Amid competitive hiring environment, ESD invests in compensation
NEWS RELEASE June 3, 2022
The Elizabeth School District Board of Directors last month boosted pay for all district employees based on a confluence of factors.
Licensed educators’ annual salaries for the 2022-2023 school year rose by an average of 6.97%, including increases for experience. The base pay for teachers under the new schedule will be $37,502, up from $30,000 in 2018. Classified staff – bus drivers, maintenance, custodial and office managers – received an average 7.83% increase. Paraprofessionals’ pay was increased an average of 10% as those positions are “incredibly hard to fill,” according to Superintendent Douglas Bissonette. Extra-duty pay for coaches was raised 12%, and administrators received a 5% increase.
At the May 23 board meeting, Bissonette said the district is seeing an unusually low number of candidates applying for positions to teach next school year – a concern for school districts statewide. He noted that the board’s approval of pay schedules in the May 9 meeting helps with recruitment and retention in a rural district that must compete with larger, neighboring districts.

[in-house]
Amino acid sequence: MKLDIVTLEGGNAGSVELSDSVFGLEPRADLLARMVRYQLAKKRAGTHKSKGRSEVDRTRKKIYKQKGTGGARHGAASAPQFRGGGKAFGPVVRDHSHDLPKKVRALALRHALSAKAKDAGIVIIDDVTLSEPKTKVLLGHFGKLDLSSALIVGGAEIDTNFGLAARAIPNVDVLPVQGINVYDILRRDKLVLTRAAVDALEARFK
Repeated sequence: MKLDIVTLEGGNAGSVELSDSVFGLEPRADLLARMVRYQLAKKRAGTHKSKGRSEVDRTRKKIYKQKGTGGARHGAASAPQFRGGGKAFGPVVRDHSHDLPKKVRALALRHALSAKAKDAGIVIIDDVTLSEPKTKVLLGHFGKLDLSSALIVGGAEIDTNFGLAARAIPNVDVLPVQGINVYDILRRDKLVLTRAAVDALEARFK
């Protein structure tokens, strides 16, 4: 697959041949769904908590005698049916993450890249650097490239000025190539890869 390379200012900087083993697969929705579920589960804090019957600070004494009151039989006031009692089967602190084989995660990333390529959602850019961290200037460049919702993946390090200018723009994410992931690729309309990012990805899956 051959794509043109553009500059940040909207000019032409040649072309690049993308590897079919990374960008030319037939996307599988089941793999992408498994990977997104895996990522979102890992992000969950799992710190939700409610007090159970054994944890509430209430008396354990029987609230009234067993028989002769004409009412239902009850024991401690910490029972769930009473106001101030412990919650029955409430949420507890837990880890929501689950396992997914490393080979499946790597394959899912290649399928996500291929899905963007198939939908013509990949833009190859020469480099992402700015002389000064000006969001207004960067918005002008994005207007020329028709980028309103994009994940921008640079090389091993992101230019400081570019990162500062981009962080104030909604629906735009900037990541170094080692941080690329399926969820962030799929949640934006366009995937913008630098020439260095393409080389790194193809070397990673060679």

Also among the district’s changes were adjustments to its classified salary schedules. Rather than one schedule for all classified staff, separate schedules were developed for several occupational groups including transportation, early childhood, facility and field maintenance, food service, IT, paraprofessionals, and school and district office staff. This will allow the district greater flexibility in each classification to be competitive with other districts.
The district is able to fund these ongoing increases as a result of three main factors:
Increasing enrollment in Elizabeth schools, which brings in additional funding based on the number of students being served.
The state legislature’s approval of increased per pupil funding in the School Finance Act.
A significant decrease in the Budget Stabilization Factor, which results in increased funding for school districts.